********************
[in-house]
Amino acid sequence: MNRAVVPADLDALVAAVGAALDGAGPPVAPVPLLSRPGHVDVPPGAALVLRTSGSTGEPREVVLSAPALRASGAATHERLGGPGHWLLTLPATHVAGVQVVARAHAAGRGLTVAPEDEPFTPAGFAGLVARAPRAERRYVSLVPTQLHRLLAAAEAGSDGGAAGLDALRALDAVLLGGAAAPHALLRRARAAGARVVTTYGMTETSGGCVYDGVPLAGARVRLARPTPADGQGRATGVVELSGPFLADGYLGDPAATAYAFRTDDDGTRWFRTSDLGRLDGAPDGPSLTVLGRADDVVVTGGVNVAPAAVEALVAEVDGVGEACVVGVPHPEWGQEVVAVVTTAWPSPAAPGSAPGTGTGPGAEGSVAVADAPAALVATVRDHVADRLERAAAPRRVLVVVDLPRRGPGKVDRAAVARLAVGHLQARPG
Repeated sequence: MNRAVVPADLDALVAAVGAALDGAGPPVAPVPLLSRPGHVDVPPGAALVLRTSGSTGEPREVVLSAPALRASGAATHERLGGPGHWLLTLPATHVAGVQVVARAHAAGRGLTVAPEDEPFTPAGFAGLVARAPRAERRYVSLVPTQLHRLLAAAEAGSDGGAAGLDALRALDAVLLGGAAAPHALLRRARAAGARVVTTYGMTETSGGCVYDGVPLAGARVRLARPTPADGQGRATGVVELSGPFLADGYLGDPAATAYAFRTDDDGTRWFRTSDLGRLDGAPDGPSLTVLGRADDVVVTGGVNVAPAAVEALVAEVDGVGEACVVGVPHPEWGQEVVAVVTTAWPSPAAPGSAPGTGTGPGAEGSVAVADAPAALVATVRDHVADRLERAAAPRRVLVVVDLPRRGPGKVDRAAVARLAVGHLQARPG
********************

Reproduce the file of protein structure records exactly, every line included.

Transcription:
[in-house]
Amino acid sequence: MNRAVVPADLDALVAAVGAALDGAGPPVAPVPLLSRPGHVDVPPGAALVLRTSGSTGEPREVVLSAPALRASGAATHERLGGPGHWLLTLPATHVAGVQVVARAHAAGRGLTVAPEDEPFTPAGFAGLVARAPRAERRYVSLVPTQLHRLLAAAEAGSDGGAAGLDALRALDAVLLGGAAAPHALLRRARAAGARVVTTYGMTETSGGCVYDGVPLAGARVRLARPTPADGQGRATGVVELSGPFLADGYLGDPAATAYAFRTDDDGTRWFRTSDLGRLDGAPDGPSLTVLGRADDVVVTGGVNVAPAAVEALVAEVDGVGEACVVGVPHPEWGQEVVAVVTTAWPSPAAPGSAPGTGTGPGAEGSVAVADAPAALVATVRDHVADRLERAAAPRRVLVVVDLPRRGPGKVDRAAVARLAVGHLQARPG
Repeated sequence: MNRAVVPADLDALVAAVGAALDGAGPPVAPVPLLSRPGHVDVPPGAALVLRTSGSTGEPREVVLSAPALRASGAATHERLGGPGHWLLTLPATHVAGVQVVARAHAAGRGLTVAPEDEPFTPAGFAGLVARAPRAERRYVSLVPTQLHRLLAAAEAGSDGGAAGLDALRALDAVLLGGAAAPHALLRRARAAGARVVTTYGMTETSGGCVYDGVPLAGARVRLARPTPADGQGRATGVVELSGPFLADGYLGDPAATAYAFRTDDDGTRWFRTSDLGRLDGAPDGPSLTVLGRADDVVVTGGVNVAPAAVEALVAEVDGVGEACVVGVPHPEWGQEVVAVVTTAWPSPAAPGSAPGTGTGPGAEGSVAVADAPAALVATVRDHVADRLERAAAPRRVLVVVDLPRRGPGKVDRAAVARLAVGHLQARPG